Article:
Most of us know the basics of nutrition and how to eat well – after all, it’s not rocket science. So why do so many people struggle to maintain a healthy weight, wage a constant war with their bodies and go from one diet to the next, convincing themselves that this time it will be different?
The truth is that basically any ‘diet’ will work, if you stick to it. The problem is that we can’t stick to them, they’re just not sustainable. Restriction always leads to overcompensation.
If you’ve ever tried going on a diet, you probably experienced some initial weight loss before inevitably ‘falling off the wagon’ when you got bored, felt deprived and decided it was all just too hard. Then came the guilt, despair and resolve to start another diet, (one that you would definitely stick to this time!). But first you would eat all those ‘bad foods’ because who knows when you’ll have another opportunity – maybe never! And so the cycle continued….
I see this scenario all the time. People come to me wanting a meal plan, to be told exactly what to eat and to finally find that elusive diet that actually works. And while there are generally a few nutrition tweaks that can be made, the reality is that it’s not a lack of knowledge that is the fundamental issue. It’s their mindset and relationship with food which is actually the problem.
Dieting discourages us from listening to our bodies. Our bodies are designed to tell us when to eat and when to stop eating, what and how much to eat. When we diet and follow certain rules about food, we ignore these signals and override our body’s in built regulation system, which can cause long term damage. I’ve seen many clients who’ve spent so long ignoring their bodies that they no longer even know when they’re hungry or not.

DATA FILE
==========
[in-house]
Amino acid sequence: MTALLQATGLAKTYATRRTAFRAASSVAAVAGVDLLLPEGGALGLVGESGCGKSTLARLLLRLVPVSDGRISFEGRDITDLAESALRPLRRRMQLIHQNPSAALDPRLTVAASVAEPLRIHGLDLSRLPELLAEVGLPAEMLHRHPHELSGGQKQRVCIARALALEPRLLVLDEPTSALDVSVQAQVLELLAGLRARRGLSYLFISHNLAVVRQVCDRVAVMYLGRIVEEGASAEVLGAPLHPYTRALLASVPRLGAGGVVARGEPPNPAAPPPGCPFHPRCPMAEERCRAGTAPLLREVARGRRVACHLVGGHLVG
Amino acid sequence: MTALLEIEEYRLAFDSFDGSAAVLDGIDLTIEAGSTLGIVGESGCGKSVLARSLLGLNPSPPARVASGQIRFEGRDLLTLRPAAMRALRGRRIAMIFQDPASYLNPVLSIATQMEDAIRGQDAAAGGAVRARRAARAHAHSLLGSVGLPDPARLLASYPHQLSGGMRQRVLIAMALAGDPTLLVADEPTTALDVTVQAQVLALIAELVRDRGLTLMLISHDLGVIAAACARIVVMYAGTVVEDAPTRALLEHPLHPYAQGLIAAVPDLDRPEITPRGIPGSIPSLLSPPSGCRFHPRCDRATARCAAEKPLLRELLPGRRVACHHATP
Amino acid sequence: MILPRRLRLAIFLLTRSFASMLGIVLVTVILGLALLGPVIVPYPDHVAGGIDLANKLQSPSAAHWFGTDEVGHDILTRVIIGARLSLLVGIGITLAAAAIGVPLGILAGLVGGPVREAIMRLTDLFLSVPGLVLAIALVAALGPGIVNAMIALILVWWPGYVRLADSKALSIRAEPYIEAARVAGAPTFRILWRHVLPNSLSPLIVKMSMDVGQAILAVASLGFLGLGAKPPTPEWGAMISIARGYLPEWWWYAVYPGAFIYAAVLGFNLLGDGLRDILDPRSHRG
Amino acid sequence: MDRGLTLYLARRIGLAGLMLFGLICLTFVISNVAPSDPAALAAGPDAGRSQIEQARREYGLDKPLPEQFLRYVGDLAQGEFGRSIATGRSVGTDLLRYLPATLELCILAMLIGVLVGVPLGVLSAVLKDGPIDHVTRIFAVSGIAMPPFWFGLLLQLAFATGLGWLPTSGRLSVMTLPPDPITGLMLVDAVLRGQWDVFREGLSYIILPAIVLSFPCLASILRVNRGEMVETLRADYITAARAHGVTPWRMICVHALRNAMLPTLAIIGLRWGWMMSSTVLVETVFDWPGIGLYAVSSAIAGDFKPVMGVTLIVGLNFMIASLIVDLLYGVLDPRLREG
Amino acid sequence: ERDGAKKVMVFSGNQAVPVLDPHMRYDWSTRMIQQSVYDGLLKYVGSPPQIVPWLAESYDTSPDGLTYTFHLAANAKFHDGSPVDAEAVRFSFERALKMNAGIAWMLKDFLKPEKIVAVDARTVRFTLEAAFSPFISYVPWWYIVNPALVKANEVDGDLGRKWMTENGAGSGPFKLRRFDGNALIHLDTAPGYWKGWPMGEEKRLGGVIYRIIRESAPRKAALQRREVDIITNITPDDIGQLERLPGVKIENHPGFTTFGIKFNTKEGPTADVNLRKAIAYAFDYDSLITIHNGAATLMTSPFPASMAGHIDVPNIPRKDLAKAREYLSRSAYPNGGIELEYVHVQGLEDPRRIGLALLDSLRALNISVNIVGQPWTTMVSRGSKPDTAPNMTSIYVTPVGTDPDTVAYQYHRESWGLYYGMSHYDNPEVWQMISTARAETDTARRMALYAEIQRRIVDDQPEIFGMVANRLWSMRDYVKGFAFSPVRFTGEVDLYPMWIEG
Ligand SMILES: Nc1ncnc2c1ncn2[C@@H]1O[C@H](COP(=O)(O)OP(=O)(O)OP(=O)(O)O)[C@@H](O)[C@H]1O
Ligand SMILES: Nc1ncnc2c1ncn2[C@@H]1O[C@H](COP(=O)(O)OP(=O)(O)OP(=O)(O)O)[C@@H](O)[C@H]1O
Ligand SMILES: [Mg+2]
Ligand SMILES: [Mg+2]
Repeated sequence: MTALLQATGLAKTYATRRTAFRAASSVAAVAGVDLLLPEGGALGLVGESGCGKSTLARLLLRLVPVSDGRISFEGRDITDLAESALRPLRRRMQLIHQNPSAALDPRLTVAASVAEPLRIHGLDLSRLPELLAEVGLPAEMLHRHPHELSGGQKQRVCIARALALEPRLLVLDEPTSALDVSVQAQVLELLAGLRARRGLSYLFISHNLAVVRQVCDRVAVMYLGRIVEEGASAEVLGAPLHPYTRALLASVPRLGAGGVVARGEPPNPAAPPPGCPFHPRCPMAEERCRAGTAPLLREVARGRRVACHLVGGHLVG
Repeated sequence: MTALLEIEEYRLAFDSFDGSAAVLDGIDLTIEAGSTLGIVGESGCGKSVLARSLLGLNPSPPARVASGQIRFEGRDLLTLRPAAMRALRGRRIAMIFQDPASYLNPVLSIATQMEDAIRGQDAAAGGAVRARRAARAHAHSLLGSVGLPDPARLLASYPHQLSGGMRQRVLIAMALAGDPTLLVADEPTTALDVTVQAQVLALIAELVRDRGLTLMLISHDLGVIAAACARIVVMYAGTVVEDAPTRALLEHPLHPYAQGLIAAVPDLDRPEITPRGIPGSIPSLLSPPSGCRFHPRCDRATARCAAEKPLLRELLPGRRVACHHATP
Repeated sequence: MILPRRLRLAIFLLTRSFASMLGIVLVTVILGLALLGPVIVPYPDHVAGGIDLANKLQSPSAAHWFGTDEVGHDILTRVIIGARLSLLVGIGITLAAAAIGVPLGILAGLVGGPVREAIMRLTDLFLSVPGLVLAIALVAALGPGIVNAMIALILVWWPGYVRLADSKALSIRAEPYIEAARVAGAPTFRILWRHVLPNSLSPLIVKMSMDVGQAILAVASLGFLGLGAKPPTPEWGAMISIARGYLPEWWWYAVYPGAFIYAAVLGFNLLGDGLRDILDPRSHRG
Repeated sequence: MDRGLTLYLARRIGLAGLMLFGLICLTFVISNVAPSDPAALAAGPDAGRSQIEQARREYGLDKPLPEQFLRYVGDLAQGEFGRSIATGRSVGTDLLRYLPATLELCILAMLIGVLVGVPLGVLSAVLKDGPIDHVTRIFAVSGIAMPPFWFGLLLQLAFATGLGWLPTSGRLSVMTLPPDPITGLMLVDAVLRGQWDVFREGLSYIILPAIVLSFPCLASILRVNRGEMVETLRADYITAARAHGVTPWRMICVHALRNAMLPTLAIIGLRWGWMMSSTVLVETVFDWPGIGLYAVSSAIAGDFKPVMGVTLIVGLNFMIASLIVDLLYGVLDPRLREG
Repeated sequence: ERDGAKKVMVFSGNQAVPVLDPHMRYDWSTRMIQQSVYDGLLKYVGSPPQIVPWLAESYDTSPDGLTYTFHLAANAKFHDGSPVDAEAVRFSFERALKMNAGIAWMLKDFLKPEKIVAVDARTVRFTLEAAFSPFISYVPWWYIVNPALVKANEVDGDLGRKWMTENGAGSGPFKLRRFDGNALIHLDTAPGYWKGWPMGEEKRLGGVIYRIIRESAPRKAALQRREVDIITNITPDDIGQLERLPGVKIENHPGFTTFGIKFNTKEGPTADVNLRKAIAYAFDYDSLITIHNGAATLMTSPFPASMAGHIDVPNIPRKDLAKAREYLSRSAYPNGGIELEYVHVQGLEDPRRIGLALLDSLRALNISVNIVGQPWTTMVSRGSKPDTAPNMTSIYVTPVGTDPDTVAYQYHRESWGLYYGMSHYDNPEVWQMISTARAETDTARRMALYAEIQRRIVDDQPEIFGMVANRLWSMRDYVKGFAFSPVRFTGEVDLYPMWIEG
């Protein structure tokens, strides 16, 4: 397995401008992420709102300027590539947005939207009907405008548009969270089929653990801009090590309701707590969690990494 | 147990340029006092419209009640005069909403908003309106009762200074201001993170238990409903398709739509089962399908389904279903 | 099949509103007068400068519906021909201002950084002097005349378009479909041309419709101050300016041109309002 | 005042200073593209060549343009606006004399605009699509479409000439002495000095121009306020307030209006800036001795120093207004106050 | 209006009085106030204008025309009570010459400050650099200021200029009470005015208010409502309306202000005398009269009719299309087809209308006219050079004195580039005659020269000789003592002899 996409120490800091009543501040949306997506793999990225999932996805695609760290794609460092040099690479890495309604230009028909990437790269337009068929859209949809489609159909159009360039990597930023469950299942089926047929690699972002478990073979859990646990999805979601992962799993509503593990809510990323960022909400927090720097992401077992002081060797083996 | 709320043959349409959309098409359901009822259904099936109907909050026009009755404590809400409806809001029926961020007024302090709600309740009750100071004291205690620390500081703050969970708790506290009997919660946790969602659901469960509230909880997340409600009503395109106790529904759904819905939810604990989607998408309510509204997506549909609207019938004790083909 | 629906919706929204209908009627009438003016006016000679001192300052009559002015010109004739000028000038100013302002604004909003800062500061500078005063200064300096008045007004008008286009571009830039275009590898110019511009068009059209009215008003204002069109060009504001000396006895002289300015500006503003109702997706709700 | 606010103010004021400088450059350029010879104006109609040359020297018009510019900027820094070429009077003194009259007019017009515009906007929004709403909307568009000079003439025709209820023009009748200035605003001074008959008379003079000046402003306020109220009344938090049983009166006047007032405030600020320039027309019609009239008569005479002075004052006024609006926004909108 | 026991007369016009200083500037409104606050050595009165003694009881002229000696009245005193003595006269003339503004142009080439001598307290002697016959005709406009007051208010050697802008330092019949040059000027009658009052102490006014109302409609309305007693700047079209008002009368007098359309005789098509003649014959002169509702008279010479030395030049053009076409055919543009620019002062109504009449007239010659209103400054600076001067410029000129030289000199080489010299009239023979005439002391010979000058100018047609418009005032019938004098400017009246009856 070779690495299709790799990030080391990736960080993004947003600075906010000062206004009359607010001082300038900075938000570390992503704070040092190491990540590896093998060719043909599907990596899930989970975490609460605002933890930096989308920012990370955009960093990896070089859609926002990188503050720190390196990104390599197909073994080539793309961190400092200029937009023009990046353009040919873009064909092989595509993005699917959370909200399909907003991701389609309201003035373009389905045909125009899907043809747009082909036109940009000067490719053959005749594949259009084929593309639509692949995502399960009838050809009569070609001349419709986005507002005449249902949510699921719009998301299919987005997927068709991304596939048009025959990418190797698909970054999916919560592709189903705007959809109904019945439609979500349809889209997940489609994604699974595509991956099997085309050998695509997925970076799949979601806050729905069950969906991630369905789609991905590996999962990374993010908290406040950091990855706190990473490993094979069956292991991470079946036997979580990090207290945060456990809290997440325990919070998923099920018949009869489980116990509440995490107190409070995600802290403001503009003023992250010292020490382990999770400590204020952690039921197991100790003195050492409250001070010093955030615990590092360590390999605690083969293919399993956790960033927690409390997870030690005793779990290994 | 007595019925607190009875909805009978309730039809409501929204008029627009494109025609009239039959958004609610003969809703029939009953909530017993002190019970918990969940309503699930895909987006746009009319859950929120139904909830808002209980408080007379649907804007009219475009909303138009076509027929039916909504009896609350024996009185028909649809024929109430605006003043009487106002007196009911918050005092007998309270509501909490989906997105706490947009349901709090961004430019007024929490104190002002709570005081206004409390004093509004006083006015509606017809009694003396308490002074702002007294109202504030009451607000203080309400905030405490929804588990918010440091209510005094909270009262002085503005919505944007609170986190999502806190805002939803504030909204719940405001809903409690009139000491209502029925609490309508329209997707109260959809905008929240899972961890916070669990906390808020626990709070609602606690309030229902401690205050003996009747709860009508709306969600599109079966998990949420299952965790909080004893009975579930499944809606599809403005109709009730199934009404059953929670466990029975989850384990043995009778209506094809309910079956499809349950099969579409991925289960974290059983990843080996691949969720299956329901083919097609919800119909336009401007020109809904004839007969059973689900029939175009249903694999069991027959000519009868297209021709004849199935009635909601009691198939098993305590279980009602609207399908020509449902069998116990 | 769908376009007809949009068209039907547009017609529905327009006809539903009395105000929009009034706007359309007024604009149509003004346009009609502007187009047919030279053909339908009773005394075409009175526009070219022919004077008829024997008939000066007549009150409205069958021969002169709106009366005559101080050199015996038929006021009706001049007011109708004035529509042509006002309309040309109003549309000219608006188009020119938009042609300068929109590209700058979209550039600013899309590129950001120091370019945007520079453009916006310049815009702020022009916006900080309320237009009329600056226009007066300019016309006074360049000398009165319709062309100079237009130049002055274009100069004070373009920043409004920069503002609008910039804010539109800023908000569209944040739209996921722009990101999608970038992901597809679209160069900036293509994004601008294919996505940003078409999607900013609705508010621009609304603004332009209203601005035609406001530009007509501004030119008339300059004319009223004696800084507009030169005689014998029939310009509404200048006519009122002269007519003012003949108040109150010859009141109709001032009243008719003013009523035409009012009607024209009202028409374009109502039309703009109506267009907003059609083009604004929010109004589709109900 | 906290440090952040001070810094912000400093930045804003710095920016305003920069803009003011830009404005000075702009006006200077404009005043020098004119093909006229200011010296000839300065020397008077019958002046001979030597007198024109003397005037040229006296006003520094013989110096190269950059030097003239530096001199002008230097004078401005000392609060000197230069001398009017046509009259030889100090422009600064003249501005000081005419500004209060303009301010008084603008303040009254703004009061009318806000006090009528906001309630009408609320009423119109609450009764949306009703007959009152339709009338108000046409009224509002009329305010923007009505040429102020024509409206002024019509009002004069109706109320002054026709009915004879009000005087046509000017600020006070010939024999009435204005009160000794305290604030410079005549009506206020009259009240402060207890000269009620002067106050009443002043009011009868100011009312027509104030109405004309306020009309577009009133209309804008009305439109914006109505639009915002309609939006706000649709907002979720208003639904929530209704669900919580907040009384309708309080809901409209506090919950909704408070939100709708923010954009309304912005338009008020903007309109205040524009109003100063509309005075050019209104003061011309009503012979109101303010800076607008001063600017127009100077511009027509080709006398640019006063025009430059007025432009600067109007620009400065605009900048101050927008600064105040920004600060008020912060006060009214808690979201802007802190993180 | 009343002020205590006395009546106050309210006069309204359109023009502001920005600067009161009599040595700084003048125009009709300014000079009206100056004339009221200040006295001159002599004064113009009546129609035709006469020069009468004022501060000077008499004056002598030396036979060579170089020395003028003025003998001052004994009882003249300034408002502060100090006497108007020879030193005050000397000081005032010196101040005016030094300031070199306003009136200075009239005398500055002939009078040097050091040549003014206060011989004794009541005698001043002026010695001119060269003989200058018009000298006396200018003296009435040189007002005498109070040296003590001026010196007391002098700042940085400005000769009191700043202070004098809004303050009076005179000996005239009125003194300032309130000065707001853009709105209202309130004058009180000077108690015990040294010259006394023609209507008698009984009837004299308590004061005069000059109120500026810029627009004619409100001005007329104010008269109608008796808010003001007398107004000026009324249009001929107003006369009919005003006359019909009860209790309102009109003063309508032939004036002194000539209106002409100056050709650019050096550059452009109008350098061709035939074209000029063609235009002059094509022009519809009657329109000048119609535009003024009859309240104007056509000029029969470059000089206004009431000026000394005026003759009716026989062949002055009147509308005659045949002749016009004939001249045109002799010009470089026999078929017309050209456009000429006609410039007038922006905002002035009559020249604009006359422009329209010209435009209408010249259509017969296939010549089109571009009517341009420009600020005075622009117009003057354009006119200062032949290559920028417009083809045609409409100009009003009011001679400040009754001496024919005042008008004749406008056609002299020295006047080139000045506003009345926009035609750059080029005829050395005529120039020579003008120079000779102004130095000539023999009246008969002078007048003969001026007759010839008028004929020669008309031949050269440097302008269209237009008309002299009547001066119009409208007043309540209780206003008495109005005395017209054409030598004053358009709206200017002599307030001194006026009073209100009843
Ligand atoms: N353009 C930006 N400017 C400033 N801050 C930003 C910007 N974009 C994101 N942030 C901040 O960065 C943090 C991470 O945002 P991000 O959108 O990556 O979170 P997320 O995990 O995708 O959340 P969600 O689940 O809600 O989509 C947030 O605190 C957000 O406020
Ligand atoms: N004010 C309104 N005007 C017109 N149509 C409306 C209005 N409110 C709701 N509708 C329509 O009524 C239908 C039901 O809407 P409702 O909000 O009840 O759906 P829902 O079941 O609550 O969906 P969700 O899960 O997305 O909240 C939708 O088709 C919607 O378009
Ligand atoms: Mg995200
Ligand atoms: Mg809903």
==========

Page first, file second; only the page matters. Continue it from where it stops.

Diets encourage a negative relationship with food whereby food is seen as either ‘good’ or ‘bad’ and therefore we see ourselves as ‘good’ or ‘bad’ depending on what we’ve eaten. And if we’ve been ‘bad’ we might as well just go all out and start again tomorrow right? It’s this all or nothing attitude that leads to yo yo dieting, chronic frustration and destructive body image issues.
So, instead or embarking on yet another diet, hoping that this will be ‘the one’, maybe it’s time to try changing your relationship with food instead. If you ate more than you intended to, got stuck into a tub of ice cream or overdid the wine, there’s no need to beat yourself up or sabotage yourself by continuing down that path. Just accept that it happened and move on. Food is just food, it’s not ‘good’ or ‘bad’ and neither are we ‘good’ or ‘bad’ depending on what we’ve eaten.
Try really listening to your body – tune into your appetite, eat when you’re hungry and stop when you’re satisfied. Focus on how food nourishes you instead of it’s fat, carbohydrate or calorie content. Choose mostly nutritious foods that are going to fuel your body best, but allow some room for foods that just taste good too.
It’s only through repairing your relationship with food that you can finally get where you want to be: a place where you can enjoy food without guilt, feel good about your body and not be constantly worrying about your weight. No diet is going to get you there.